Revolting Europe, August 15, 2013
Interview with Italian economist Emiliano Brancaccio
‘As far as austerity is concerned, even after the September elections Germany will not turn the page. The Germans have benefited from the crisis, and even if the Bundesbank itself has reservations about the general direction of European economic policy, Berlin has no interest in changing course.’ So says Emiliano Brancaccio, researcher and professor of Economics at the University of Sannio. A report by the Bundesbank said that Greece will need further aid by the spring of 2014, in a clear, if indirect criticism of the policies of German Chancellor Angela Merkel.
Brancaccio, how do you explain the Bundesbank’s criticism of Merkel?
For about two years a dialectic has developed in Germany where the Bundesbank is skeptical about the effectiveness of European economic policy. The German central bank says it wants more rigor from countries requesting aid to cover their debts, but it appears to be just an excuse, a smokescreen. In reality, the Bundesbank embodies the position of those who harbour growing doubts about the future survival of the euro zone.
Upon what facts do these doubts rest?
From the fact that austerity is missing its targets. During the 2000s, with the approval of the financial markets and the major European banks, Greece was able to accumulate foreign debt of as much as 18% of GDP per annum – and almost never below 10%. At the time, the operators on the financial markets were euphoric, and the creditors were optimistic about the possibility of repaying the loans. Economists who raised the alarm about the unsustainability of those debts were ignored. Now, however, the mood has changed. The creditors now demand that Greece completely changes its position with respect to foreign creditors and starts to immediately pay off its debts. According to its proponents, the policy of “austerity” should serve exactly this purpose: bring down the income and therefore imports of the Greeks, so much to transform the external debt of the country into a surplus. But the data tells us that it is failing .
The forecasts of the European Commission show that Greece, despite the sacrifices of austerity, will not be able to absorb its foreign debt, either this year or next year: in 2014 it is expected to remain with a foreign deficit of 1.7%. Meanwhile, the country has now reached unemployment rates of 27% in 2013, and it is expected that in 2014 the rate will not fall below 26%. The truth is that, in endorsing the policies of austerity, we are only helping to destroy the Greek economy without being able to reverse its debt exposure to foreign creditors.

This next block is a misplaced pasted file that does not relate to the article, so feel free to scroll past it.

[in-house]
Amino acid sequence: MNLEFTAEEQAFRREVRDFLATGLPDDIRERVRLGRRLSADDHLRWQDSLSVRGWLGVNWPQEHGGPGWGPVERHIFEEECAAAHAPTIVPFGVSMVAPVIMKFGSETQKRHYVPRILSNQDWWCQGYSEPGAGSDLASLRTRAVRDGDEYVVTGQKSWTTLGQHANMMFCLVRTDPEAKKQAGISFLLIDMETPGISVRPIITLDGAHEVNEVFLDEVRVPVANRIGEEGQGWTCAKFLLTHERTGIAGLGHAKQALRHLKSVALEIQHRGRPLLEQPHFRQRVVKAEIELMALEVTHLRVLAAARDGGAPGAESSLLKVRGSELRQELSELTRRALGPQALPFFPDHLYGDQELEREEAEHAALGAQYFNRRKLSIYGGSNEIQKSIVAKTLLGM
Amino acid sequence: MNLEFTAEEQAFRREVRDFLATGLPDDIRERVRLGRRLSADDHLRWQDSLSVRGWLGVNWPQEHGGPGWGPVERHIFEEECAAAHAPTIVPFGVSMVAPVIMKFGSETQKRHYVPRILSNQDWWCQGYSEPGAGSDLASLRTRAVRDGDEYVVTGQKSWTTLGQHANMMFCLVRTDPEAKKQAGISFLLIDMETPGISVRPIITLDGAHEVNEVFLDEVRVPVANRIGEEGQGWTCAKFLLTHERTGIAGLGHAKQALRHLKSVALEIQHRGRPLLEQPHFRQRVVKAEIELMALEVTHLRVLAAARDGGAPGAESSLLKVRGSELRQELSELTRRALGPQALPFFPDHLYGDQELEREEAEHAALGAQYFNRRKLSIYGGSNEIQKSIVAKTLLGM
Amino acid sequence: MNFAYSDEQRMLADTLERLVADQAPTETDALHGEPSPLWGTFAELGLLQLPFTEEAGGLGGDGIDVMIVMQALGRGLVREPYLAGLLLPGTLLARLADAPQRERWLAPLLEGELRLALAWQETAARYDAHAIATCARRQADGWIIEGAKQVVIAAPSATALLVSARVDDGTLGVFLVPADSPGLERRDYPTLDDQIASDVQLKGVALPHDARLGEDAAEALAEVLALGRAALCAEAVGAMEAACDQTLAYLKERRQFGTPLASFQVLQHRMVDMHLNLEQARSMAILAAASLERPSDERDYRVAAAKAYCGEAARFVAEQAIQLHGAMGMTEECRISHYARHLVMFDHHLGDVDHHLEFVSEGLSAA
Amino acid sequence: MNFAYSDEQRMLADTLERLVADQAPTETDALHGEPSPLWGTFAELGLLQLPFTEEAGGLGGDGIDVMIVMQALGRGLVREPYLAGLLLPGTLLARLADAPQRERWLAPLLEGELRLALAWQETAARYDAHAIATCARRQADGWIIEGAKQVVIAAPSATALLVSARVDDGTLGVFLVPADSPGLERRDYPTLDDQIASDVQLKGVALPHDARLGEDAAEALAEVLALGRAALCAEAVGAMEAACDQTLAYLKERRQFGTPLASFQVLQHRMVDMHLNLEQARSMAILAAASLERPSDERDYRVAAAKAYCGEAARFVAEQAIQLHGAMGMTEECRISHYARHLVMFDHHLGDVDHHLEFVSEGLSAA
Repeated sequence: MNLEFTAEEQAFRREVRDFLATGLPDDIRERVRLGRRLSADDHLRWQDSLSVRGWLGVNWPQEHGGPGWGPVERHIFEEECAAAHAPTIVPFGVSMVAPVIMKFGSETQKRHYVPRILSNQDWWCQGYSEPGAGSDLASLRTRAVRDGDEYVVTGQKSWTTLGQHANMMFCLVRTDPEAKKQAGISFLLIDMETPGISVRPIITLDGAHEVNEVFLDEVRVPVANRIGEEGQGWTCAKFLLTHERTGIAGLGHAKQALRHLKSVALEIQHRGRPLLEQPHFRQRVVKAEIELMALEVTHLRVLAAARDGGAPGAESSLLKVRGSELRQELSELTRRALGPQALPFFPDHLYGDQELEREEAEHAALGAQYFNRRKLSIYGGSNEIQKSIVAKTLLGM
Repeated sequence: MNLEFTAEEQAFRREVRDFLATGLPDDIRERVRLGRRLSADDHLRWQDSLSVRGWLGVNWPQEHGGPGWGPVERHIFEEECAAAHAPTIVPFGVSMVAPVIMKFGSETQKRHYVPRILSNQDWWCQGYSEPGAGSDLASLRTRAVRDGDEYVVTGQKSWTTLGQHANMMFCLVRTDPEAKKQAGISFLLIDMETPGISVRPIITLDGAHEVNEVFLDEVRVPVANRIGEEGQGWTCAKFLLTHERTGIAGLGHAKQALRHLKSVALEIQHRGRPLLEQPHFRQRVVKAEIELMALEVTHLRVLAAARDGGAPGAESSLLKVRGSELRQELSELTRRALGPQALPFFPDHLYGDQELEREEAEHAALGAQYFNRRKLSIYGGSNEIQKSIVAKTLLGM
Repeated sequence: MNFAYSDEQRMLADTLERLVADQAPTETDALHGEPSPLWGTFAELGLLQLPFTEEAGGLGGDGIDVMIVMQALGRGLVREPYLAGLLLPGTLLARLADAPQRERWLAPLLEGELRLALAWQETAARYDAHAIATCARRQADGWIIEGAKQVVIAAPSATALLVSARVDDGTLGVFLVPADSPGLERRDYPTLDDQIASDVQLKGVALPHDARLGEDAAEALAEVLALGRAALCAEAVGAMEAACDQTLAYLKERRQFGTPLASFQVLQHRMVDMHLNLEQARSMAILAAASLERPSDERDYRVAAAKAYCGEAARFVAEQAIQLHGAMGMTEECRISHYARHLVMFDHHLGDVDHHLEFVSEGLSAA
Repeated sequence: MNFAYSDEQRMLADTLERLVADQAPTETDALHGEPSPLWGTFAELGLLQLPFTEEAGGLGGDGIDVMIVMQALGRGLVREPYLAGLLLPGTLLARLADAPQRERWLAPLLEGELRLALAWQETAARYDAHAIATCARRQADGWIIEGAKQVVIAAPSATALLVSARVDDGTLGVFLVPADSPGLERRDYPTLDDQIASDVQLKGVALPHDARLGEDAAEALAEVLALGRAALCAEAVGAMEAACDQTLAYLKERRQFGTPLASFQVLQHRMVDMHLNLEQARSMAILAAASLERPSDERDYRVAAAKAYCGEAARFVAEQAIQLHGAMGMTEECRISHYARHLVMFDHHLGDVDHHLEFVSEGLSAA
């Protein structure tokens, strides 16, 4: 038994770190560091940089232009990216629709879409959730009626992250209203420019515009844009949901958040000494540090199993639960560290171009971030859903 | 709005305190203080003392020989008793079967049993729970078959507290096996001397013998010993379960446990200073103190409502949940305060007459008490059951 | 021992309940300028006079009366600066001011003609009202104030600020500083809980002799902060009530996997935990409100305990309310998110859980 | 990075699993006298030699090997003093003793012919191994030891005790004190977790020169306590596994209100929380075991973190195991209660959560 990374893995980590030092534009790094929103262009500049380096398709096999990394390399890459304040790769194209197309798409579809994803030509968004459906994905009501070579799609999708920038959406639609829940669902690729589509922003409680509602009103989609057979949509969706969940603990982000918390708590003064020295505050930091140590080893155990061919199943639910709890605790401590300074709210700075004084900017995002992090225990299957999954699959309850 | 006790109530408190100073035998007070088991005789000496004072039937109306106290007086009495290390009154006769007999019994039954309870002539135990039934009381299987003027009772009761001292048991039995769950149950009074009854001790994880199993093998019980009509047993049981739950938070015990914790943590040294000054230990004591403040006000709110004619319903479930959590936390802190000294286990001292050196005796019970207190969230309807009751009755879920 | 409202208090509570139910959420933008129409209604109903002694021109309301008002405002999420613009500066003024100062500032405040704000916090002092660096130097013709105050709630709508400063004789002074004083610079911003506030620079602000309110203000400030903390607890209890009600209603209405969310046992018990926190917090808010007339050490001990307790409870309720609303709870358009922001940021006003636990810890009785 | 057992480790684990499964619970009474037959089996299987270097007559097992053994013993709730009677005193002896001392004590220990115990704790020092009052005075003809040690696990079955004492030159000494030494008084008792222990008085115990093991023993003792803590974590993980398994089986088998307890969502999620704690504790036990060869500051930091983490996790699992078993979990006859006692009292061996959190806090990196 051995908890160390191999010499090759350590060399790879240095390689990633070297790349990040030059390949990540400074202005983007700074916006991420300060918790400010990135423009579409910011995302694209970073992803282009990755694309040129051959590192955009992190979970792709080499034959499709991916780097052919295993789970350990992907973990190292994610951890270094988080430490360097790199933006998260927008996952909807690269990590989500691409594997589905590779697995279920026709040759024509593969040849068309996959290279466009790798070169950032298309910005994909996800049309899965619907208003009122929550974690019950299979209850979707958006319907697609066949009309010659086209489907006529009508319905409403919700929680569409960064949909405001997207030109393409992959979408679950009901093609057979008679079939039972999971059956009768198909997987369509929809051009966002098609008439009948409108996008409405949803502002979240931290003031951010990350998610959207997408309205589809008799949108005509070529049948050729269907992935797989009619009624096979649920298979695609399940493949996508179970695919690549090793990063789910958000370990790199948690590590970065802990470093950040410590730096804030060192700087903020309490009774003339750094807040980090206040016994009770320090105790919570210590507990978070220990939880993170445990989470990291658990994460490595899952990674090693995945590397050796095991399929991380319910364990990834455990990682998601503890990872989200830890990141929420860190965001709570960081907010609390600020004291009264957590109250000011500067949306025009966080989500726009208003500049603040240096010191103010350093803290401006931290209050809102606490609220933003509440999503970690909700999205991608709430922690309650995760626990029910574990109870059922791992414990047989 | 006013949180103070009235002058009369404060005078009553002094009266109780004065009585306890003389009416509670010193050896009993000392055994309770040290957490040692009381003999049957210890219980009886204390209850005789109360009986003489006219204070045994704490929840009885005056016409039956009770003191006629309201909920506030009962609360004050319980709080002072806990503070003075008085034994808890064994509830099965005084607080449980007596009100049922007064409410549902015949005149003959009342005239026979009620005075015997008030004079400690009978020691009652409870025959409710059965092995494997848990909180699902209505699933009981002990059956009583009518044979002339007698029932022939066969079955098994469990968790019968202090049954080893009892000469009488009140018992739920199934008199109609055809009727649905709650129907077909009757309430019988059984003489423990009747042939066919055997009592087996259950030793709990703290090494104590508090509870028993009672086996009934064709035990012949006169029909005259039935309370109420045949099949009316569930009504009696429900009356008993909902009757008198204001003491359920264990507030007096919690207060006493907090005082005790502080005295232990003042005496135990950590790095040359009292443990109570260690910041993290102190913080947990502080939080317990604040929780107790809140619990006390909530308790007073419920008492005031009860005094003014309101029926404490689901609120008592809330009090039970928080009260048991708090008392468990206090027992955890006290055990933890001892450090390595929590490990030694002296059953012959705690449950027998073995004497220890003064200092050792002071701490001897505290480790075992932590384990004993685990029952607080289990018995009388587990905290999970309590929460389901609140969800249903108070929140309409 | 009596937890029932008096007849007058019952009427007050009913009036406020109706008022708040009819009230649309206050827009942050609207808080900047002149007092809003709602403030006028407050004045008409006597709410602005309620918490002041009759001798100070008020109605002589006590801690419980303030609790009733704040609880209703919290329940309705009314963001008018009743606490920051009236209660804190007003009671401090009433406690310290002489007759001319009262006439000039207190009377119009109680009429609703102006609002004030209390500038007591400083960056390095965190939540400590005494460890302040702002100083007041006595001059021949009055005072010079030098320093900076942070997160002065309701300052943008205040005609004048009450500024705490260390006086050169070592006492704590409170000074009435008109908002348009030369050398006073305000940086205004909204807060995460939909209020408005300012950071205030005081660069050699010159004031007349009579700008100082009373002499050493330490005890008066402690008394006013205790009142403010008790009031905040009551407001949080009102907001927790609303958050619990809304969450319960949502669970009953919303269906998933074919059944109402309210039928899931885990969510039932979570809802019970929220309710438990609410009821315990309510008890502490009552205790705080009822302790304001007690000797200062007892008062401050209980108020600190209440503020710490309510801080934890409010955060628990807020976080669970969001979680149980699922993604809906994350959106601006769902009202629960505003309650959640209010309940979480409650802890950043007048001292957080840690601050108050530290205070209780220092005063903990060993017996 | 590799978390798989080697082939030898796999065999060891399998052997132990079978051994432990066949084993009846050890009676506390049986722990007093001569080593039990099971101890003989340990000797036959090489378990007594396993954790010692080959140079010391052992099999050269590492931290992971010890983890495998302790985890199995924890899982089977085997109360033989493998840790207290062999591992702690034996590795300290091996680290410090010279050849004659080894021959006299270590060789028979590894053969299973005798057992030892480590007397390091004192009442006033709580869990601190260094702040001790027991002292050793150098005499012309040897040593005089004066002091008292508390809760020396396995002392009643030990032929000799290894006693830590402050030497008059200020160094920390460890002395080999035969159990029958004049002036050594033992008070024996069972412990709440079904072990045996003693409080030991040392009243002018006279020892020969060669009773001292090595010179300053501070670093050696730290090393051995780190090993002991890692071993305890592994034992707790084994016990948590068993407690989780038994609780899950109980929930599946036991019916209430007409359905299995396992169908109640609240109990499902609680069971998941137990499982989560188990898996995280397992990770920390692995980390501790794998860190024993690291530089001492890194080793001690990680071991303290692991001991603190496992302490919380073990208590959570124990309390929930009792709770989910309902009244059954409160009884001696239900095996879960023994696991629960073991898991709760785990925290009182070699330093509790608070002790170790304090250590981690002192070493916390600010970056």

Can granting fresh aid to Greece have a positive effect?
Not as it stands. The financing provided by the EU institutions and by the ECB for Greece and other peripheral countries require, as compensation, tremendous austerity policies. But this exchange is
contradictory: in fact these policies depress domestic spending and so slash production and incomes in the peripheral countries to such an extent as to render more difficult the recovery of debts.
Why does the Bundesbank, while realizing that EU policies do not work, continue to stand as a bulwark of austerity?
Because it has no interest in changing its line. We must understand that the European crisis is strongly asymmetric. While the peripheral countries, such as Greece, Spain, Portugal, Italy and Ireland have lost – since the crisis began up until today – 6 million jobs, Germany has not been affected to the same degree. Indeed, from 2008 to 2012 jobs in Germany actually increased by 1.5 million. Though it might take note of the fact that austerity will not solve the crisis in Europe, at the same time there is political reason to think that Germany is willing to change course.
But the collapse of exports in the EU, according to the IMF, will ensure that this year German growth will fall to just 0.3%. Will Germany also start paying the bill [for austerity]?
Without a doubt, the German economy has grown for years on the basis of a mechanism that does not work anymore. International creditors, largely German, financed public and private debt in peripheral countries. These, in turn, used a good part of the loans to import goods from Germany. And this is the mechanism through which, from the birth of the euro, Germany has been able to thrive.
Why has this mechanism broken down?
Because it is an asymmetric mechanism, which feeds imbalances between creditors and debtors. Sooner or later it was bound to explode. Germany is surely concerned that it can no longer rely on it. But we should not delude ourselves that Berlin will give the green light to a season of expansionary policies in Europe. Some commentators hope that after the German elections we can catch a glimpse of a breakthrough. In particular, they hope that Germany finally agrees to buy goods from abroad in order to raise sales and the income of the peripheral countries. On these hopes, I personally remain skeptical. The Germans have never acted as a locomotive of European demand: on the contrary, they have always claimed to be towed by demand from abroad. The crisis affects them too little to think that they will abruptly change strategy.
Interview originally published by ilsussidiario, August 13, 2013. Interview by Peter Vernizzi
Translation by Revolting Europe